Mother? Daughter? Angel? Monster?
Oh. My. God.
What a book!
What a final sentence!
I’d heard so much about The Push around its release date, I was interested but did not expect to this gripped by it.
It’s chilling, discomfiting and disturbing and I was completely hooked by this book about the dark side of motherhood.
From the back
I think she pushed him,’ I said to you quietly. ‘I think she pushed him . . .’
The arrival of baby Violet was meant to be the happiest day of my life. But as soon as I held her in my arms I knew something wasn’t right.
I had always known that the women in my family aren’t meant to be mothers.
My husband Fox says I’m imagining it. He tells me I’m nothing like my own mother, and that Violet is the sweetest child.
But she’s different with me. Something feels very wrong.
Is it her? Or is it me? Is she the monster? Or am I?
So, how often do we read books where the relationship between mother and child is strained – I don’t mean as adults, I mean from birth?
In ‘The Push’, Ashley Audrain gives us three generations of women who can’t bond with their daughters and my God it is breath taking.
It’s told through the eyes of Blythe, who can’t shake the feeling that something isn’t quite right with her daughter Violet. She doesn’t feel that supposed rush as soon as she’s born and from there the stage is set. She never really quite manages to connect with Violet, despite trying over and over again.
Through flashbacks we’re told about Blythe’s relationship with her own mother, Cecilia (it’s very cold and unloving) and Cecilia’s relationship with her mother Etta, who was abusive.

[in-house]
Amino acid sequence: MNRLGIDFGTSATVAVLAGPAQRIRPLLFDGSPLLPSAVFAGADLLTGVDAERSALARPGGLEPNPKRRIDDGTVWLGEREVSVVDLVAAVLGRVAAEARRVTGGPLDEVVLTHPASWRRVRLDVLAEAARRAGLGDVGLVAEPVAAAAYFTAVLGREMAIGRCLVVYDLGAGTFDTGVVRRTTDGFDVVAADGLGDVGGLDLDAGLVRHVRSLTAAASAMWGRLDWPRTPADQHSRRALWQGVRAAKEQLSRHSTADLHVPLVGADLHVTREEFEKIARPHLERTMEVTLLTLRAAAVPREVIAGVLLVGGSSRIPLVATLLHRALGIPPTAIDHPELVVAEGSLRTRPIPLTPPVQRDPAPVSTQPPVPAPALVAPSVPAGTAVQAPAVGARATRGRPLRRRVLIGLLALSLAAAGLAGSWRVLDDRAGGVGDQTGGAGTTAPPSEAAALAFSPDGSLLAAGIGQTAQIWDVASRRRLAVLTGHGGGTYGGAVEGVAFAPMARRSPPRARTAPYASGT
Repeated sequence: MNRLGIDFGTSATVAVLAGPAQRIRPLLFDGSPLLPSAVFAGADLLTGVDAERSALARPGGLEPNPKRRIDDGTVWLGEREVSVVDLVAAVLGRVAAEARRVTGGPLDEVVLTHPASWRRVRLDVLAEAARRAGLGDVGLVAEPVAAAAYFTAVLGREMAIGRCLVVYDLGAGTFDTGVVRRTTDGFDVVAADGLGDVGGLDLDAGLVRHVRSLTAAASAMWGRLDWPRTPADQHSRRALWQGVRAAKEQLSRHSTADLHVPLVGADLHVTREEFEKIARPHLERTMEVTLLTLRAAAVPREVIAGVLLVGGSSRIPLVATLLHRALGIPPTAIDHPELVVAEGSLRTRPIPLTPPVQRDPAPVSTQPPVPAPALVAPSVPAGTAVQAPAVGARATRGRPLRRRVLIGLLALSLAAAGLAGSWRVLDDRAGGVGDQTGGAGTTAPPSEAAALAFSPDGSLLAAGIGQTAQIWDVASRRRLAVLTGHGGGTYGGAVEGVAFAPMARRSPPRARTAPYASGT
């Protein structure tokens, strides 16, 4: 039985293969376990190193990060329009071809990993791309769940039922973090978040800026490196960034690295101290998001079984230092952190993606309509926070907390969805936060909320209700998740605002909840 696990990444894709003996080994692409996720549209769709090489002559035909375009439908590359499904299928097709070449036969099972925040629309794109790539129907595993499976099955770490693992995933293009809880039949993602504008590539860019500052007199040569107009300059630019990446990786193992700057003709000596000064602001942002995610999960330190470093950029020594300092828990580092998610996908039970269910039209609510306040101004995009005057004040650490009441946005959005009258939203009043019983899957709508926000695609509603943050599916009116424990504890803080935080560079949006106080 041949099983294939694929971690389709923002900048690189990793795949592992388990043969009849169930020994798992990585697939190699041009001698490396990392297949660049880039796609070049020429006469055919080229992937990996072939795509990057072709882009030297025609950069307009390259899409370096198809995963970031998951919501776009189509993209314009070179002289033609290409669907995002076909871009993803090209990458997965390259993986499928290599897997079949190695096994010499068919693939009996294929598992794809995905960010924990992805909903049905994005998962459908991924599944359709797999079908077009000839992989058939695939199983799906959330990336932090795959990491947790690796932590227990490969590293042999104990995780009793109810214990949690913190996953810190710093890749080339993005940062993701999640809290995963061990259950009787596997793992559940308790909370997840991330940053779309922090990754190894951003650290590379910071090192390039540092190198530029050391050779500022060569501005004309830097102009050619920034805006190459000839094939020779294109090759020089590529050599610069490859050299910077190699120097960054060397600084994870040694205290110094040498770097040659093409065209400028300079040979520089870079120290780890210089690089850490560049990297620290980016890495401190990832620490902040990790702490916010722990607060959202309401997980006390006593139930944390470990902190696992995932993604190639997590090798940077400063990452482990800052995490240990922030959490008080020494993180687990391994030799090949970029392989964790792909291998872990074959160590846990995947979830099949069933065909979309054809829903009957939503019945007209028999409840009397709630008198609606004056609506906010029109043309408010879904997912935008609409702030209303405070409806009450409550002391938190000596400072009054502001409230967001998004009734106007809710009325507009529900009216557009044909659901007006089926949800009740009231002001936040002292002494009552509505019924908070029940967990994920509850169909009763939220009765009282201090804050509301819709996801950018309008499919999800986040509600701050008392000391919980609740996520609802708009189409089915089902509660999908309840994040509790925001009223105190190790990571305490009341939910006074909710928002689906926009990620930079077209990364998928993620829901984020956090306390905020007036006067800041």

Then there’s Violet’s behaviour.
It’s sinister, cold and calculating….or is it?
Blythe has us believe Violet’s evil; she’s convinced Violet’s responsible for ‘The Push’ at the heart of this book – I really don’t want to give spoilers away, so I won’t tell you what the incident in question is.
Blythe is left alone with her worries and fears, her husband’s response is generally centred around “you just need to love her more”, he eventually leaves her.
She feels constantly like she’s failing and being compared to her mother-in-law. Blythe doesn’t really know what a good mother looks like having been abandoned by her own at the age of 11.
I was torn throughout this book, Blythe isn’t a saintly character, at times her behaviour is unhinged. I couldn’t decide whether or not what she thought of Violet was all in her head or if it had actually happened. I couldn’t decide if Violet was as chilling as described or just a child who needed some love. I couldn’t decide if she was guilty of what she was being accused of – until that final sentence, and it left me gobsmacked.
It touches on loss of identity, the idea that not everyone is meant to be a parent and that motherhood is bloody difficult.
As psychological thrillers go, this was superb while covering what is difficult and touchy subject. It’s a book worthy of the hype around it, give it a read you won’t be disappointed.
I’d love to hear from others who’ve read this – what did you think of the end?
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